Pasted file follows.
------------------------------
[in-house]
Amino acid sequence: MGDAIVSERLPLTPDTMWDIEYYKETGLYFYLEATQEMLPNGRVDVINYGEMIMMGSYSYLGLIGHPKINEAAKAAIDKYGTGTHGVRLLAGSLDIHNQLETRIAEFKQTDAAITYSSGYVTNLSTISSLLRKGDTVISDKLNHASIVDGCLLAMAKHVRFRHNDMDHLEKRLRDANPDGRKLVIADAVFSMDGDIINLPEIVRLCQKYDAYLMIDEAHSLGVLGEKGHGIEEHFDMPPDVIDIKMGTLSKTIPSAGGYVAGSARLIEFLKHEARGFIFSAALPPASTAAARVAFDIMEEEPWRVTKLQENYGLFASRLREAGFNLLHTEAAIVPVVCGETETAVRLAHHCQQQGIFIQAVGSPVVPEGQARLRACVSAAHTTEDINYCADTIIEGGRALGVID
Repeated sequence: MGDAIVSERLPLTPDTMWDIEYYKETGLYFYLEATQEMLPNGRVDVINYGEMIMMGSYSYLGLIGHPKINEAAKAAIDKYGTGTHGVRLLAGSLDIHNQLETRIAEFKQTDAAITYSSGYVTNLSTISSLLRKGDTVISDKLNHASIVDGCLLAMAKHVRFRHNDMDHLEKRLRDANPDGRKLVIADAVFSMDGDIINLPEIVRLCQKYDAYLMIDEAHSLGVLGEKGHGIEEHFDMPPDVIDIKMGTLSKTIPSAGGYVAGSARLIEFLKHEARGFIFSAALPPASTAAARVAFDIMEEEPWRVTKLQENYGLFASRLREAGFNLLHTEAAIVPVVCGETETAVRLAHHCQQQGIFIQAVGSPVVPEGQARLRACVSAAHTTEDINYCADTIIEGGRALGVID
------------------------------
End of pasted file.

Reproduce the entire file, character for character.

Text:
[in-house]
Amino acid sequence: MGDAIVSERLPLTPDTMWDIEYYKETGLYFYLEATQEMLPNGRVDVINYGEMIMMGSYSYLGLIGHPKINEAAKAAIDKYGTGTHGVRLLAGSLDIHNQLETRIAEFKQTDAAITYSSGYVTNLSTISSLLRKGDTVISDKLNHASIVDGCLLAMAKHVRFRHNDMDHLEKRLRDANPDGRKLVIADAVFSMDGDIINLPEIVRLCQKYDAYLMIDEAHSLGVLGEKGHGIEEHFDMPPDVIDIKMGTLSKTIPSAGGYVAGSARLIEFLKHEARGFIFSAALPPASTAAARVAFDIMEEEPWRVTKLQENYGLFASRLREAGFNLLHTEAAIVPVVCGETETAVRLAHHCQQQGIFIQAVGSPVVPEGQARLRACVSAAHTTEDINYCADTIIEGGRALGVID
Repeated sequence: MGDAIVSERLPLTPDTMWDIEYYKETGLYFYLEATQEMLPNGRVDVINYGEMIMMGSYSYLGLIGHPKINEAAKAAIDKYGTGTHGVRLLAGSLDIHNQLETRIAEFKQTDAAITYSSGYVTNLSTISSLLRKGDTVISDKLNHASIVDGCLLAMAKHVRFRHNDMDHLEKRLRDANPDGRKLVIADAVFSMDGDIINLPEIVRLCQKYDAYLMIDEAHSLGVLGEKGHGIEEHFDMPPDVIDIKMGTLSKTIPSAGGYVAGSARLIEFLKHEARGFIFSAALPPASTAAARVAFDIMEEEPWRVTKLQENYGLFASRLREAGFNLLHTEAAIVPVVCGETETAVRLAHHCQQQGIFIQAVGSPVVPEGQARLRACVSAAHTTEDINYCADTIIEGGRALGVID